Historical information

The Echuca wharf was first built in1865 to facilitate the arrival of the railway line to Echuca from Bendigo . This allowed the wool industry and the timber industry on the Darling and Murray Rivers to be opened up. The height of the paddle steamer trade occurred in 1872 when 240 boats were cleared through the Echuca wharf. (Ref. Coulson, Helen. "Echuca-Moama On The Murray " p.71) The wharf was extended in 1874 and again in 1881 when cranes and sheds were added to help facilitate the unloading process. In 1884 the wharf was extended south into a turning basin and was 332 metres long. (Ref. Coulson, Helen. " Echuca Moama On the Murray" p. 71. This is a photograph of the first section of the wharf built in 1865.


This photograph is significant because it shows the first section of the Echuca Wharf constructed in 1865. . It shows the cross beam red gum construction pattern used in wharf construction at that time. It also shows that the buildings on Murray Esplanade were visible from the river due to lack of construction on the wharf. The cranes are visible, but there appears to be no activity on the wharf at the time the photograph was taken.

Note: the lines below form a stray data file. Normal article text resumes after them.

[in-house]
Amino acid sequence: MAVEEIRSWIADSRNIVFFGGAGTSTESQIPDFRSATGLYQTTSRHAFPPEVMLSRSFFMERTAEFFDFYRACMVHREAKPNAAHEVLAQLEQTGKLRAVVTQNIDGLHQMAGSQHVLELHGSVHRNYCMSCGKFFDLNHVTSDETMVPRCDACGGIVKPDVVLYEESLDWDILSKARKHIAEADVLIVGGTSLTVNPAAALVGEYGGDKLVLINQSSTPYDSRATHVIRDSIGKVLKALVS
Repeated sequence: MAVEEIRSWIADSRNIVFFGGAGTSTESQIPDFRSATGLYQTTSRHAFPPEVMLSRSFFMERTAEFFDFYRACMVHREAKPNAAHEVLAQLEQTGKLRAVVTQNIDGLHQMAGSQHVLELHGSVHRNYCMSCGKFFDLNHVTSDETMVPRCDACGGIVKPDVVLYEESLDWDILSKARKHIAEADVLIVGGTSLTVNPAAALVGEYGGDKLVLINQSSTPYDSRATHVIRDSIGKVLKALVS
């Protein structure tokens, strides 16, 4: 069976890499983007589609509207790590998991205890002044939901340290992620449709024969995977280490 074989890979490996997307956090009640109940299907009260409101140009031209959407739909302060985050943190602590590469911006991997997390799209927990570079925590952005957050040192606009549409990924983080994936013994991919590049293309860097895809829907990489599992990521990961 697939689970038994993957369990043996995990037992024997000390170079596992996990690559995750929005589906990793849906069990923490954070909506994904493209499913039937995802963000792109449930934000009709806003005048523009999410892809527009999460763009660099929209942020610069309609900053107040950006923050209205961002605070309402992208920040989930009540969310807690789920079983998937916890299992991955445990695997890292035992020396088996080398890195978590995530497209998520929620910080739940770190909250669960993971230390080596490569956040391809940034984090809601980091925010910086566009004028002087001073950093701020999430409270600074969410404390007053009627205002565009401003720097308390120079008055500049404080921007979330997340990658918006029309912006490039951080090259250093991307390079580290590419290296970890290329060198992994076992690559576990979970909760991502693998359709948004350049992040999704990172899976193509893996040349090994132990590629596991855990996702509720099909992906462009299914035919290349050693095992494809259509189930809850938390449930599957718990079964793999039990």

Physical description

A black and white rectangular photograph taken of the northern end of the Echuca Wharf. The photograph shows the wooden construction of the wharf and it is believed to be the first section of the Echuca wharf constructed in 1864. Five cranes are visible as well as three little buildings. The St George's Hall and the Bridge Hotel are visible in the background. A small stern wheeler paddle steamer is tied up to the wharf. One man can be seen on the paddle steamer and one man can be seen standing on the bank beside the paddle steamer. Several people can be seen standing on the edge of the wharf above the paddle steamer.

Inscriptions & markings

Written on the back of the photograph in pen are the words "J.H.P" (on flag) 1867 Copy Godson Collection.